37 countries of tropical Africa have been studied, covering a total area of 21.9 million km2. Djibouti and Mauritania are the only two tropical countries of continental Africa not included in this group, which excludes the mediterranean countries of North Africa (Morocco, Algeria, Tunisia, Libya, Egypt) and the temperate countries of southern Africa (Republic of South Africa, Lesotho and Swaziland).
The 37 countries have been classified into five subgroups:
the “Northern Savanna Region” includes the six sudano-sahelian countries south of the Sahara: the Gambia, Upper Volta, Mali, Niger and Chad. Their total area is 4.24 million km2 and their population estimated at 29.6 million inhabitants in 1980;
“West Africa” includes the 9 countries of the northern coast of the Gulf of Guinea from Guinea-Bissau to Nigeria. These are: Benin, Ivory Coast, Ghana, Guinea, Guinea-Bissau, Liberia, Nigeria, Sierra Leone and Togo. Their total area is 2.12 million km2 and their population estimated at 113.8 million inhabitants in 1980;
“Central Africa” groups the 7 countries which are covered partly or totally by the large stretch of humid forest of the central western part of Africa. These countries are: Angola, Cameroon, Central African Republic, Congo, Gabon, Equatorial Guinea and Zaire. They are oriented economically towards the atlantic coast which is their almost exclusive economic outlet (with the exception of the Shaba province in Zaire, the mineral products of which are transported to the Indian Ocean). The total area of this group of countries is 5.33 million km2 and its total population estimated at 48.5 million inhabitants in 1980;
“East Africa and Madagascar” includes 13 countries which are characterized physically by the presence of the great lakes and the mountain ranges of the north-south tectonic axis of the large African fault and, economically, by their eastern orientation (the Red Sea and Indian Ocean). These countries are: Burundi, Ethiopia, Kenya, Madagascar, Malawi, Mozambique, Uganda, Rwanda, Somalia, Sudan, Tanzania, Zambia and Zimbabwe. Their total area is 8.81 million km2, with a total population estimated at 149.7 million inhabitants in 1980;
“Tropical South Africa” includes Namibia and Botswana, countries which lean economically towards the Republic of South Africa, with a total population of only 1.8 million inhabitants in 1980, and a total area of 1.4 million km2.
These 37 countries of tropical Africa represent approximately 45.5% of the total area of the 76 tropical countries covered by this study, but include only 17.8% of the population (343.5 million inhabitants).
Geologically, old siliceous or sandstone rocks are predominant in most parts of the continent. Anteprimary series are represented by granites, quartzites, conglomerates and metamorphic limestones. Manganese, gold and copper ores date from that period. Primary series are mostly dominated by sea limestones and sandstones of various eras which form the essential part of Mauritania and Sahara plateau. Continental deposits at the end of primary and the beginning of secondary era (limestones and sandstones) have their largest extension in Sahara and mostly in southern Africa. Secondary and tertiary eras have left large sea deposits, mostly limestones, in the coastal zones: Ethiopia, Senegal, Gabon, lower Congo, Angola, Mozambique, western Madagascar. Continental deposits are dominant in the core of the continent since the end of primary era with limestones, sandstones, clays and marls Climatic variations of the quarternary era have had the most important consequences in Africa and they are responsible, as much as the type of bedrock, for the present soil pattern of the continent. It is during the wet periods that the large subterranean water tables of the Sahara were constituted and during the dry periods that the large dune areas were formed. That the geological evolution of Africa is not completed is shown by the volcanic activity in eastern Africa and the earthquakes in the great lakes region.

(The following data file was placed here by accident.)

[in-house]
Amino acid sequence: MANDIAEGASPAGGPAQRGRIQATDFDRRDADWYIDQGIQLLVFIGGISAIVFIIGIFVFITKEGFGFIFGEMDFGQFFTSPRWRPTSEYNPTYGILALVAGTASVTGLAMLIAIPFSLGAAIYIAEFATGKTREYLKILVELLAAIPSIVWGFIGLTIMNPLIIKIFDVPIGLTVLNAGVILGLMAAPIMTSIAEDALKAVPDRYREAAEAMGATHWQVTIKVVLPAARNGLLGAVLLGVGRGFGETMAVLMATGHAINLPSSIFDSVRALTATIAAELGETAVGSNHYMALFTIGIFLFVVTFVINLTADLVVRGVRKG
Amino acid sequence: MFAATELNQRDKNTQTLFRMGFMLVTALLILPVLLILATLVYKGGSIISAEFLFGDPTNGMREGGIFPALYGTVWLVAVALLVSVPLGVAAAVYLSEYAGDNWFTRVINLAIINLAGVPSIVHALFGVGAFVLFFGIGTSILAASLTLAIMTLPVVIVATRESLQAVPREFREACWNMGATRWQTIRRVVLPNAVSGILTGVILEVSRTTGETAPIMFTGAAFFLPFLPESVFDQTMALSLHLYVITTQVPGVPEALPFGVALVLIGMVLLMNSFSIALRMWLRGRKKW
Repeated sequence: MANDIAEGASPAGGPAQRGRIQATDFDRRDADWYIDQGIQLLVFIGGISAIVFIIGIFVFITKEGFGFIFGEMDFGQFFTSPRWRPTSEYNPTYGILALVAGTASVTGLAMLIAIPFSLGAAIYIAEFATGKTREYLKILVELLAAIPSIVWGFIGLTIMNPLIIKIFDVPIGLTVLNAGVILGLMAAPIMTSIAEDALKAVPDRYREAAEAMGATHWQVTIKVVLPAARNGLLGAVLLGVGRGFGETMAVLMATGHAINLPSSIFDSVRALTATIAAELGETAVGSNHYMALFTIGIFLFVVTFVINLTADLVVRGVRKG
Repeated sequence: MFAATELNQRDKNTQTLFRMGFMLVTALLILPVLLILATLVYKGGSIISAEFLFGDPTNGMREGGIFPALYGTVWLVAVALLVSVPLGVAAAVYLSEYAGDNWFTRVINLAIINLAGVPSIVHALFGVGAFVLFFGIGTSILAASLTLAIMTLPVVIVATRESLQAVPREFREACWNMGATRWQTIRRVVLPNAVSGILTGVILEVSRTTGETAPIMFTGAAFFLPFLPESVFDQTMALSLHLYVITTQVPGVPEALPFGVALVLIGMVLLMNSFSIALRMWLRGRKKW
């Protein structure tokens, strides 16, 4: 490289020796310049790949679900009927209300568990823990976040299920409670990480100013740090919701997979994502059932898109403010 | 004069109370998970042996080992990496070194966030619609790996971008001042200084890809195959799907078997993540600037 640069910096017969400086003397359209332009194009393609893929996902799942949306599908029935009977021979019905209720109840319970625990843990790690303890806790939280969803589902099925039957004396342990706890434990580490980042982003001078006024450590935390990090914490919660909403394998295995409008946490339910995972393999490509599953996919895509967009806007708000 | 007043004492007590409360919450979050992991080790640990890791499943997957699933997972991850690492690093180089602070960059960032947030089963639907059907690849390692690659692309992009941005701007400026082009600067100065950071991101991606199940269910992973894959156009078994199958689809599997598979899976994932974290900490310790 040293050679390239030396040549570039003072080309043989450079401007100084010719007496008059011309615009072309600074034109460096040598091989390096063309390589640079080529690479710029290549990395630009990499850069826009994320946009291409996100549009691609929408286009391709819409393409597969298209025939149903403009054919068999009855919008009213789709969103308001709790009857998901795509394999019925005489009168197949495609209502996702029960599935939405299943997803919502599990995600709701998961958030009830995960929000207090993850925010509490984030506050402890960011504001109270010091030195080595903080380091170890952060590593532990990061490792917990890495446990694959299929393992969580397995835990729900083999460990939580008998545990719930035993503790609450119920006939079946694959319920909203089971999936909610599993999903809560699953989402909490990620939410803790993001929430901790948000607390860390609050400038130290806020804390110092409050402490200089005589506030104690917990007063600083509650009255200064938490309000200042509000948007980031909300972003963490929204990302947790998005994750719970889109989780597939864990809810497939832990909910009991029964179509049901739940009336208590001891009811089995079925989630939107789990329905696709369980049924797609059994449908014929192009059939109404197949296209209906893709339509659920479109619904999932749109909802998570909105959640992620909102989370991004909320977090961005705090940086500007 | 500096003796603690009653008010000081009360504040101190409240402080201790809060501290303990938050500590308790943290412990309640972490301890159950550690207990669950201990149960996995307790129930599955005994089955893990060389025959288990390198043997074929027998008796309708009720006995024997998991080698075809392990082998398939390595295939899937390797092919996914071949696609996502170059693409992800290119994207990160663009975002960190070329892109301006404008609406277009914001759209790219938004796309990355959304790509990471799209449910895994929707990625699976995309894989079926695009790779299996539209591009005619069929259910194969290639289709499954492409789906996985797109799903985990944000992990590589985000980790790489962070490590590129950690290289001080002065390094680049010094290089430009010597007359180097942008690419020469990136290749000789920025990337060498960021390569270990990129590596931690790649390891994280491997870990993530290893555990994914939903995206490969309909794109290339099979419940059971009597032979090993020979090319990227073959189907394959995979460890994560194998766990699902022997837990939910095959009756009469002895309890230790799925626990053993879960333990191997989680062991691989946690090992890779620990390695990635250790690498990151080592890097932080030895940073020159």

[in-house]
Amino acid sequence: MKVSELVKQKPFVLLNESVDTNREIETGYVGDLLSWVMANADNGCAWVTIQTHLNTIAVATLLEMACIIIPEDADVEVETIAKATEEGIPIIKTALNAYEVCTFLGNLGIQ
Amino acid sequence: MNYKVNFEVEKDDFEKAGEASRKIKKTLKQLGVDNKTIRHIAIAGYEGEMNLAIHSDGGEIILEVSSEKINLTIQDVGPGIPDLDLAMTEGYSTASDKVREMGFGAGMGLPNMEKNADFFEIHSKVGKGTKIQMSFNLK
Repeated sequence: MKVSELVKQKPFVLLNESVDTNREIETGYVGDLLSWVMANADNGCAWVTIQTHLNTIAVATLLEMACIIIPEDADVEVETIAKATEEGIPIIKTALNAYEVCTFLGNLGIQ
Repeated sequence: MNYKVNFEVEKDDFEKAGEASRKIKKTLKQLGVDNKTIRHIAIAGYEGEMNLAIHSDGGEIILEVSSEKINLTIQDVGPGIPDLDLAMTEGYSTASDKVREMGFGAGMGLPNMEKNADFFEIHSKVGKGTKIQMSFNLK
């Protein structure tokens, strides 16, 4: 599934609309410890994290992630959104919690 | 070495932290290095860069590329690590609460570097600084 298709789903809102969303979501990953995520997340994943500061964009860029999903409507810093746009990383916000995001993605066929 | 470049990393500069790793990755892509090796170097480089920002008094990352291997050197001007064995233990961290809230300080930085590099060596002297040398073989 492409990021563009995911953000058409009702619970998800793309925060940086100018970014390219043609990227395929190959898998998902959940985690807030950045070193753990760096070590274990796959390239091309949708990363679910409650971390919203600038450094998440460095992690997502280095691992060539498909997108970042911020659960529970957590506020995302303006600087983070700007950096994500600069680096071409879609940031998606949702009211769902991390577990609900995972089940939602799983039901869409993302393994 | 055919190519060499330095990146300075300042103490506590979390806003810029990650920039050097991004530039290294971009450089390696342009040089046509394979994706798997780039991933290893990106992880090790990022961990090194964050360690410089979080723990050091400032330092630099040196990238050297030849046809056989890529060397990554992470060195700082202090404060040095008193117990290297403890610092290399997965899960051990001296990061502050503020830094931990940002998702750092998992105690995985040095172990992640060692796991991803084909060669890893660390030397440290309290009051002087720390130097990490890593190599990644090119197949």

The large extension of siliceous rocks (granites, sandstones, sands), the alternating periods of high humidity and drought, the dissolving power of water stimulated by high temperatures, the mechanical erosion increased by violence of rain storms, explain both the fragility and the low fertility of the african soils. In the equatorial and sub-equatorial zones with constant humidity, the dominant soils are light clays, generally acidic because of the extremely rapid process of organic decomposition. Where water is stagnant, humus accumulation generates black clayey soils; when it runs off, leaching of fertile particles with concentration of aluminium or iron hydroxides gives a red or yellow colour to the clays (ferrallitic soils). In tropical regions soils are leached by water in the rainy reason and alteration of crystalline rocks leads to the formation of laterites with aluminium hydrates coloured red by iron oxide. During the dry season high evaporation brings iron and aluminium to the soil surface concentrating them in a completely sterile, hard iron pan. This layer is formed not only on the surface but also at varying depths in the range between two limit levels of the water table. These totally sterile lateritic zones cover large areas in western Africa, on the plateaus on the southern Sudan region (Mali, upper Guinea, Upper Volta). All soils in tropical regions are indeed threatened by laterization under the combined influence of the alternating humid and dry seasons, and of bush fires which destroy the productive vegetation cover and facilitate soil hardening and erosion. In the northern Sudan zone recent deposits in basins (Niger, Senegal) contain much sand and little clay. These light soils are easy to work, fragile and of low fertility. Only more clayey soils accumulated in the depressions show good agricultural potential. Around the tropics, mechanical erosion is more important than chemical alteration and soils are incomplete, extremely poor in humus and infertile. Deserts are characterized by the complete absence of vegetal soil. In the intertropical zone, the only actually fertile soils are those of the volcanic areas: hills and plateaus of Nigeria, Cameroon, eastern Africa and eastern Madagascar.